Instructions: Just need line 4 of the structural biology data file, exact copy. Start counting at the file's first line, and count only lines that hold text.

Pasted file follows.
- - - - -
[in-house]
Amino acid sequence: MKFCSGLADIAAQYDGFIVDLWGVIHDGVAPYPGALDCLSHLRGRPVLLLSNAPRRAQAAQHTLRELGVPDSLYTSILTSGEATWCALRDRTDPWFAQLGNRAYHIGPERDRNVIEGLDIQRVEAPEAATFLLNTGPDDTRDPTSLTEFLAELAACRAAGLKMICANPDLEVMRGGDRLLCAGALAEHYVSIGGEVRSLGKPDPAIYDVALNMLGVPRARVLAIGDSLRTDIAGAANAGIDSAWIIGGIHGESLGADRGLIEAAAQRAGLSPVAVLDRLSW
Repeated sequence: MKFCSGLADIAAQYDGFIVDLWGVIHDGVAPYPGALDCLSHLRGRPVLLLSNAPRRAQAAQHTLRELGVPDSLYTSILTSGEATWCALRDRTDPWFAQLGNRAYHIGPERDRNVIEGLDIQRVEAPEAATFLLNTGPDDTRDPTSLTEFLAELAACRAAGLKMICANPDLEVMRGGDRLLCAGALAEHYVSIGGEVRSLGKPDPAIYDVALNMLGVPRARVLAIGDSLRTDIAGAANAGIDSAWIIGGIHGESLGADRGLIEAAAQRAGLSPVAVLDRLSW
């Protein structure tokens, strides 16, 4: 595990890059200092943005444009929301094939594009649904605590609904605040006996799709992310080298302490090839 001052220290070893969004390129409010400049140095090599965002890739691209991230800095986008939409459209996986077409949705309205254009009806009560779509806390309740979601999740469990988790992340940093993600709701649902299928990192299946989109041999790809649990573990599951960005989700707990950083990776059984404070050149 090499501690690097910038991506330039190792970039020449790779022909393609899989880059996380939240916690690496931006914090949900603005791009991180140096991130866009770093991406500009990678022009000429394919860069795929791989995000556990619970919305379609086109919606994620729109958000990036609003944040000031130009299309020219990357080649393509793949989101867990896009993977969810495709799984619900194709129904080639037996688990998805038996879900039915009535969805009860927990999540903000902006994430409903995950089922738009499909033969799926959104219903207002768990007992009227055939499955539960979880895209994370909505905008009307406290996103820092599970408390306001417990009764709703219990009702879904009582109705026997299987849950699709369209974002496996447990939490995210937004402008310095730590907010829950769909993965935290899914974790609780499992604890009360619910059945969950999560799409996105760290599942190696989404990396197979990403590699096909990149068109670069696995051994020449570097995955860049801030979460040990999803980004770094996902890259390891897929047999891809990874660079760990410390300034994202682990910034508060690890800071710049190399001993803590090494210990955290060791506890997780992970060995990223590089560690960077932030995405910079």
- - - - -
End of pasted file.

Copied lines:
């Protein structure tokens, strides 16, 4: 595990890059200092943005444009929301094939594009649904605590609904605040006996799709992310080298302490090839 001052220290070893969004390129409010400049140095090599965002890739691209991230800095986008939409459209996986077409949705309205254009009806009560779509806390309740979601999740469990988790992340940093993600709701649902299928990192299946989109041999790809649990573990599951960005989700707990950083990776059984404070050149 090499501690690097910038991506330039190792970039020449790779022909393609899989880059996380939240916690690496931006914090949900603005791009991180140096991130866009770093991406500009990678022009000429394919860069795929791989995000556990619970919305379609086109919606994620729109958000990036609003944040000031130009299309020219990357080649393509793949989101867990896009993977969810495709799984619900194709129904080639037996688990998805038996879900039915009535969805009860927990999540903000902006994430409903995950089922738009499909033969799926959104219903207002768990007992009227055939499955539960979880895209994370909505905008009307406290996103820092599970408390306001417990009764709703219990009702879904009582109705026997299987849950699709369209974002496996447990939490995210937004402008310095730590907010829950769909993965935290899914974790609780499992604890009360619910059945969950999560799409996105760290599942190696989404990396197979990403590699096909990149068109670069696995051994020449570097995955860049801030979460040990999803980004770094996902890259390891897929047999891809990874660079760990410390300034994202682990910034508060690890800071710049190399001993803590090494210990955290060791506890997780992970060995990223590089560690960077932030995405910079």